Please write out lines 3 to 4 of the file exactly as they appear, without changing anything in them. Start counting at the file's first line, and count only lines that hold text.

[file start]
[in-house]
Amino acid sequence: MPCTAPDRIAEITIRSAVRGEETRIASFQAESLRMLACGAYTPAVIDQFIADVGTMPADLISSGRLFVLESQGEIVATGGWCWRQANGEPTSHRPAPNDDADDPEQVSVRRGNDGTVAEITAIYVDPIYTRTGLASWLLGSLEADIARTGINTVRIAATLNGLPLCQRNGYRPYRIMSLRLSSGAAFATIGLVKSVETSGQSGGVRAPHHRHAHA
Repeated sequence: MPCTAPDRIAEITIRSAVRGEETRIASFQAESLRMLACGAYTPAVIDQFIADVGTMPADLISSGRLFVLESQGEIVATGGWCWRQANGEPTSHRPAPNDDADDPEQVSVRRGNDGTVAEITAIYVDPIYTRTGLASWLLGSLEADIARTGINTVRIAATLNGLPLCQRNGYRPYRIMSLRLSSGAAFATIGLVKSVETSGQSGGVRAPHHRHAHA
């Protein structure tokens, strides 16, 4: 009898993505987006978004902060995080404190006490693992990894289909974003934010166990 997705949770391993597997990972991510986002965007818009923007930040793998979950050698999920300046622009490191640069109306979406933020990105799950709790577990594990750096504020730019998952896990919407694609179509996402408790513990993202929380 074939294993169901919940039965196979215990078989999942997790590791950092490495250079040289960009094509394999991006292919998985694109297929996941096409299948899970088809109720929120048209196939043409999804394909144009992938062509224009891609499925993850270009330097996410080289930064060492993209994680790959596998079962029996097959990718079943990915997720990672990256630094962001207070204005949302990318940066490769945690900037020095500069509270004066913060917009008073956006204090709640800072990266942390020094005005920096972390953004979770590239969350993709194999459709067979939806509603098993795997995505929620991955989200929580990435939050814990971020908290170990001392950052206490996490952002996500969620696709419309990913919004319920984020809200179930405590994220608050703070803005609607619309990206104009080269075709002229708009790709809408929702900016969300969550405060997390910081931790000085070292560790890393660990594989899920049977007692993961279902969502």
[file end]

Repeated sequence: MPCTAPDRIAEITIRSAVRGEETRIASFQAESLRMLACGAYTPAVIDQFIADVGTMPADLISSGRLFVLESQGEIVATGGWCWRQANGEPTSHRPAPNDDADDPEQVSVRRGNDGTVAEITAIYVDPIYTRTGLASWLLGSLEADIARTGINTVRIAATLNGLPLCQRNGYRPYRIMSLRLSSGAAFATIGLVKSVETSGQSGGVRAPHHRHAHA
């Protein structure tokens, strides 16, 4: 009898993505987006978004902060995080404190006490693992990894289909974003934010166990 997705949770391993597997990972991510986002965007818009923007930040793998979950050698999920300046622009490191640069109306979406933020990105799950709790577990594990750096504020730019998952896990919407694609179509996402408790513990993202929380 074939294993169901919940039965196979215990078989999942997790590791950092490495250079040289960009094509394999991006292919998985694109297929996941096409299948899970088809109720929120048209196939043409999804394909144009992938062509224009891609499925993850270009330097996410080289930064060492993209994680790959596998079962029996097959990718079943990915997720990672990256630094962001207070204005949302990318940066490769945690900037020095500069509270004066913060917009008073956006204090709640800072990266942390020094005005920096972390953004979770590239969350993709194999459709067979939806509603098993795997995505929620991955989200929580990435939050814990971020908290170990001392950052206490996490952002996500969620696709419309990913919004319920984020809200179930405590994220608050703070803005609607619309990206104009080269075709002229708009790709809408929702900016969300969550405060997390910081931790000085070292560790890393660990594989899920049977007692993961279902969502």